Spot a Honda badge with a red background and you know you’re looking at something special. The Honda Type R badge is reserved for its hottest performance models, and has been used on Civics, Integras, NSXs and even the odd Accord sedan. Sure, the Sport, Type S and Si models are interesting in their own right, but the Type Rs are by far the most appealing. Especially if you get one in Championship White, the optional colour that recalls the brand’s first F1 win (way back in 1965).
Honda Civic Type R EP3
Honda’s second-generation Civic Type R was the first to officially be sold outside of Japan (it was actually built in Swindon, England and exported back to Japanese buyers). So while the first-gen EK9 Civic Type R is merely Gran Turismo nostalgia for many people, the EP3 was – and is – attainable. But that’s not the main reason it’s on this list. It’s simply fantastic to drive, even in the context of modern hot hatchbacks, and its light weight means its 197bhp output is plenty. Take it to the redline, which you should often – it’s a joy – and Honda’s VTEC system kicks in (yo).
But Honda saved the best for the Japanese market. JDM EP3s got 212bhp, a more track-focused chassis setup and upgraded manifolds – plus the option of Honda’s famous white paint. Subjectively, the EP3 still looks good today (although I would say that as my first car was an EP2 Sport). Look out for a late-model Premier Edition or a Japanese import – these are likely to be worth the most in future.
Honda NSX Type R
The NSX was Honda’s attempt at an everyday supercar, but the Type R was a more aggressive, more focused version. Both the NSX Type R and the facelifted NSX-R were only sold in Japan. The pre-facelift weighed just 1230kg – 40kg less than the NSX-R – and came with pop-up headlights. Winner.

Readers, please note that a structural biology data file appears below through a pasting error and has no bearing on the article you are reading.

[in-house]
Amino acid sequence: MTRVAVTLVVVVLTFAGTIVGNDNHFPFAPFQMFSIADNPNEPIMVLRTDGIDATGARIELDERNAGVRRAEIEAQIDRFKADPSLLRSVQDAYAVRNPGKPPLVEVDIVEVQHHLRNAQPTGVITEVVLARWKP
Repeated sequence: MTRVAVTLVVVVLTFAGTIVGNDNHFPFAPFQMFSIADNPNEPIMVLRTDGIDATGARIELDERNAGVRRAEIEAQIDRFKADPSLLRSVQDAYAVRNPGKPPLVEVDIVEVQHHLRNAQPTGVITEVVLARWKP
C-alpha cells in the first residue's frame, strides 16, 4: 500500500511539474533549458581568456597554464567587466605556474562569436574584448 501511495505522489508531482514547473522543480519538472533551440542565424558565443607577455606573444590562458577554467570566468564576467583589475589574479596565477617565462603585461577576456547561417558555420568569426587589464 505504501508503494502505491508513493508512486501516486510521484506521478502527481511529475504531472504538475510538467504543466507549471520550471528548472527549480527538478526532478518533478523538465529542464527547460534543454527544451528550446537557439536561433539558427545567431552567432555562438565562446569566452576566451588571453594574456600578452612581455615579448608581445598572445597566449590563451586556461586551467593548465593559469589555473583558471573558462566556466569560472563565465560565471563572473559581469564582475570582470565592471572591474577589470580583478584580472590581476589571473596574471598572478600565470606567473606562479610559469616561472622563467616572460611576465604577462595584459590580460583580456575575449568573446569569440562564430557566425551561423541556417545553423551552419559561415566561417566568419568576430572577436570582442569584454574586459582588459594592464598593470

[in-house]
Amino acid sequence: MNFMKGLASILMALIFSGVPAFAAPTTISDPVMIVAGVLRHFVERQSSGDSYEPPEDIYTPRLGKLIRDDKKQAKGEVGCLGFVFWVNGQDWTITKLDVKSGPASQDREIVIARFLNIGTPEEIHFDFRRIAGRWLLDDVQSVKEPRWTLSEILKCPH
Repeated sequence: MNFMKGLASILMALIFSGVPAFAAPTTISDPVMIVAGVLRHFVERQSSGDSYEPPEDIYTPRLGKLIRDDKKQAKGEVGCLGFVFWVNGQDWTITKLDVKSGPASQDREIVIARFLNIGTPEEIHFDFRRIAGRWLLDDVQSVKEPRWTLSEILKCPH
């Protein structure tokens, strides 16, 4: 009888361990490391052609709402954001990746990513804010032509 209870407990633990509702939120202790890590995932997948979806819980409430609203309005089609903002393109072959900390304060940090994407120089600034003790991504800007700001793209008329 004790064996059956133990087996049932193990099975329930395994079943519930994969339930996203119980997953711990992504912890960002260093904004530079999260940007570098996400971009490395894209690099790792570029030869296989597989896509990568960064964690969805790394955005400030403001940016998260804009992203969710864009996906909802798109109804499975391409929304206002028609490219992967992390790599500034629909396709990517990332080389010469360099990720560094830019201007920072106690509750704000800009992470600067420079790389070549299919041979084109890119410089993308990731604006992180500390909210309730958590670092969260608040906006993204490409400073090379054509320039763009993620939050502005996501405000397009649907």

To get down to that featherweight figure, the NSX Type R had no radio, electric windows or air conditioning, along with less sound deadening. Honda pulled a similar trick with the Civic Type R FK8 Limited Edition.
Honda Integra Type R DC2
You had plenty of choice for hot coupes in the 1990s, and the Integra Type R was probably an outside choice. Big spoiler aside, it didn’t get particularly pumped-up looks. It sat on modest aluminium wheels, and it had a reasonably modest power output of just under 200bhp. But, as has often been the case, it proved the benefits of light weight.
There was plenty of chassis trickery, too. Over the standard ‘Teg, the R got revised springs, a limited-slip diff, better brakes and larger sway bays. It was a little sparsely equipped in the name of weight-saving – Honda decided you’d rather have a fantastic driving experience than vanity mirrors and a sunroof – and air con was optional. Along with its chassis, the star of the show was the 1.8-litre VTEC four-pot, which revved to 8,400rpm.
Honda Civic Type R FD2
Rightly or wrongly, the Civic FN2 isn’t regarded in quite the same way as some of its Type R siblings. But the Japan-only FD2, also launched in 2007, is certainly worth celebrating. It was the first four-door Type R, and was far more interesting than the four-door Civic Hybrid we got in the UK.
FD2s got 222bhp, rather than the 198bhp that Europe-bound FN2s received. Again, a limited-slip diff came as standard on the JDM version, and the chassis was 50% stiffer than the DC5 Integra Type R. Around Suzuka, the FD2 was four seconds quicker than the Integra; on a shorter track in the UK, it was three seconds quicker than the UK-spec FN2.
Honda Civic Type R FK2
Honda went through a period of moving away from sporty cars as it swayed towards eco-friendly hybrids. Fortunately, the barren period didn’t last too long, and the first turbocharged Civic Type R stormed into showrooms in 2015. This FK2 generation is special not only for its touring-car-for-the-road looks, but also for its relative rarity.
It was only on sale for two years, before the equally mad-looking FK8 took its place. But the FK2 doesn’t lose out much to its successor; its 306bhp output is only 10bhp down on the newer model, and its 5.7-second 0-62mph time is still competitive with some of the best hot hatchbacks you can buy today.
Will the new FL5 Civic Type R feature on this list in a few years’ time? Well it might, having beaten the front-drive lap record at Suzuka. The styling has been toned down, but we expect the power to be tuned up.